7. I agree 100% on using the Lyman type "M" expander dies for straight inline seating. The Lyman type "M" expander die insures straight inline bullet seating. And after looking at the video and the chewed up lock rings I advise using soft jawed pliers. Also wet tumbling may have peened the case mouth and the rolled over edge of the case mouth caused the scraping.
  8. My guess is the primers are not seated properly with the anvil resting on the bottom of the primer pocket. The first time the firing pin hits the primer the primer is being seated deep enough to fire the second time. Below the primer should be seated with a slight primer crush with the anvil resting on the base of the primer pocket.
  9. The vast majority of pistol shooters do not trim their cases and the longer cases may still bulge below the crimp The Lee factory crimp die with the carbide ring in its base is a cheat for those people who do not trim their cases. (99.99999% of sane reloaders) If the case bulges below the crimp the carbide ring sizes the bulge back to normal diameter. The only problem is with cast oversized bullets the carbide ring may also size the bullet smaller depending on case thickness.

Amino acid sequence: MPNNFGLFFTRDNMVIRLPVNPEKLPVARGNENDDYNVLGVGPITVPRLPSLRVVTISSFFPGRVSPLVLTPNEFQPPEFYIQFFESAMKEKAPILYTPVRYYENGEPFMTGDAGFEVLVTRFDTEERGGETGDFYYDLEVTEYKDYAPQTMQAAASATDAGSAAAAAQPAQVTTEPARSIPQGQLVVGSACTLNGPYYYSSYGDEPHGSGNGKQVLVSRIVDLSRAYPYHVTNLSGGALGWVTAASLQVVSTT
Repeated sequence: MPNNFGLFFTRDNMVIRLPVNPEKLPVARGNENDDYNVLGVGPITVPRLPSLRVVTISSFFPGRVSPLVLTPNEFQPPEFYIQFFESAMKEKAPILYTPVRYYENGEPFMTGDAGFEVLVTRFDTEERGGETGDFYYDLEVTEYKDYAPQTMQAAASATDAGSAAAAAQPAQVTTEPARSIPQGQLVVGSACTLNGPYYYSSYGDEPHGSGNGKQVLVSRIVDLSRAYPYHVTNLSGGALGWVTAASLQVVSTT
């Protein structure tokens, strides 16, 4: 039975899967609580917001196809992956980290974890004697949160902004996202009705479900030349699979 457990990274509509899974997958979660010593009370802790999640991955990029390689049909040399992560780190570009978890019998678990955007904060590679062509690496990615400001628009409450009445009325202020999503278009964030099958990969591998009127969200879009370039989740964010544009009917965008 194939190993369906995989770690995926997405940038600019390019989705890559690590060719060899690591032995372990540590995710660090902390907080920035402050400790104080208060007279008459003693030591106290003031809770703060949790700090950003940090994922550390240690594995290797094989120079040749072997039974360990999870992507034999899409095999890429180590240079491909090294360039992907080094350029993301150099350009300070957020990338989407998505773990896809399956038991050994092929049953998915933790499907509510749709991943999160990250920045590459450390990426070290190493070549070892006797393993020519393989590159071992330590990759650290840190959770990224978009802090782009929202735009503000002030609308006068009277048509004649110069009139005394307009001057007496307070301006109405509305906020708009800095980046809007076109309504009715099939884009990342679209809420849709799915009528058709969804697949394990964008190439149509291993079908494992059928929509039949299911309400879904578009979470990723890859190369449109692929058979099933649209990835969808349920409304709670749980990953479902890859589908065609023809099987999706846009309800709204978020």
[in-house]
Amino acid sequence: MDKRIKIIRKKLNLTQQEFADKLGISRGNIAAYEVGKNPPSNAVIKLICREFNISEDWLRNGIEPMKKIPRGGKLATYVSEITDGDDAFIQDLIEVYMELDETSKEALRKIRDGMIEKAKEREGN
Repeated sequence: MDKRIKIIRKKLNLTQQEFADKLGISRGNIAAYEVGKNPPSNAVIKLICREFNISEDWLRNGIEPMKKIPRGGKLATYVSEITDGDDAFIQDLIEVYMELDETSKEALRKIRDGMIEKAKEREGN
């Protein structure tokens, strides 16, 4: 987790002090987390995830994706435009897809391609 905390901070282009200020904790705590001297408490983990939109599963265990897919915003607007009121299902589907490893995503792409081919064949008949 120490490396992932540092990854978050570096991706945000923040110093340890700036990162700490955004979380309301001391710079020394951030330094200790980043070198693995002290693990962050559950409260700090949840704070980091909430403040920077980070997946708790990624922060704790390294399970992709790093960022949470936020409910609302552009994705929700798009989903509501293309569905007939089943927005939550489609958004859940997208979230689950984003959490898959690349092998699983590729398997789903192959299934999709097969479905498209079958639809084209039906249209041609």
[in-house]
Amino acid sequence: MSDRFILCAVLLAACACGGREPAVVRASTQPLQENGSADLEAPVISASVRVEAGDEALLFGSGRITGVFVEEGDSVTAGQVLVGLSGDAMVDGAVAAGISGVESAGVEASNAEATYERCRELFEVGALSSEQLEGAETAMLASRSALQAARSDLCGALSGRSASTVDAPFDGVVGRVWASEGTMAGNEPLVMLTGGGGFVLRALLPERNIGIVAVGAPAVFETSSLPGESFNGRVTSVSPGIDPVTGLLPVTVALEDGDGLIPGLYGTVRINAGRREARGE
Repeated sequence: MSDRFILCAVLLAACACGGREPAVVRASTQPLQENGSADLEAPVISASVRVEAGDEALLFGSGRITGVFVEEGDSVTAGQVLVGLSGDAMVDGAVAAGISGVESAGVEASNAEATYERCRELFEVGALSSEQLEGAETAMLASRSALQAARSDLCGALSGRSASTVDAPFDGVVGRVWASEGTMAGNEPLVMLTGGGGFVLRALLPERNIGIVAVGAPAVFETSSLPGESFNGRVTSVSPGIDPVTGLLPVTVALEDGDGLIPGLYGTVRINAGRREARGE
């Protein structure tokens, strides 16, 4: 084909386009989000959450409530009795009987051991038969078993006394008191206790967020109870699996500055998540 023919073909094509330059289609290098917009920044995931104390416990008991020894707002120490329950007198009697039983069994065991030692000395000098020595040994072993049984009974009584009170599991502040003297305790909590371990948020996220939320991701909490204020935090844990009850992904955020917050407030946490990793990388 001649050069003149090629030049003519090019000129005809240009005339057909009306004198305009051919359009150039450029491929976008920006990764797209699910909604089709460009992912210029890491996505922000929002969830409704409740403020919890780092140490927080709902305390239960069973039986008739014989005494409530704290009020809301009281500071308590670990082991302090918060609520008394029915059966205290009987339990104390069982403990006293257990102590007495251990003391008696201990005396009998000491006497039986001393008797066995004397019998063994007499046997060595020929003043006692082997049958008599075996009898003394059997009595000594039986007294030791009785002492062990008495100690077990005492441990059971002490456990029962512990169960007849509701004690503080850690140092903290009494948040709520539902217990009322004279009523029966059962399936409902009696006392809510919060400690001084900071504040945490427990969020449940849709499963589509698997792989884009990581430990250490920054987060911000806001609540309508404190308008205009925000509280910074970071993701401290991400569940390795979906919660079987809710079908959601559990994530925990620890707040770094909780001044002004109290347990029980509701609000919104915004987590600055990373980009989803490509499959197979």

10. Read Wobbly's posts at the link below, this applies to any pistol. How to determine Max OAL for a CZ Pistol https://czfirearms.us/index.php?topic=34225.0
  11. Your die might not be reducing the case body diameter enough, or you have a tight chamber. I would try a Lee undersized die that reduces the case diameter .002 to .003 more than a standard die. The older cases become work hardened and spring back more after sizing. And range pickup brass fired in larger chambers can also cause problems.
  12. Hornady One Shot instructions tell you to make sure the inside of rifle case necks are sprayed with One Shot to ease expanding the necks. And as stated in RJH posting above One Shot is a dry film lube and does not need to be removed from the case. To me the main point of using Hornady One Shot is it removes a step in the reloading process and the cases do not have to be tumbled to remove the lube. I put my pistol cases in a large zip lock bag then give it a shot of One Shot and then squeeze the bag and work the brass around. I then dump the cases on to a flat tray to dry and then size.
  13. Seat the bullets in one operation and crimp in a second operation and this will prevent the crimp bulge. And a Lyman type "M" expander will help seat the bullets straighter and help prevent removing the bullet coating. And a taper crimp is to just remove the case mouth belling and streamline the case mouth for feeding. Below a seated bullet before applying a taper crimp. Below the case after applying the taper crimp.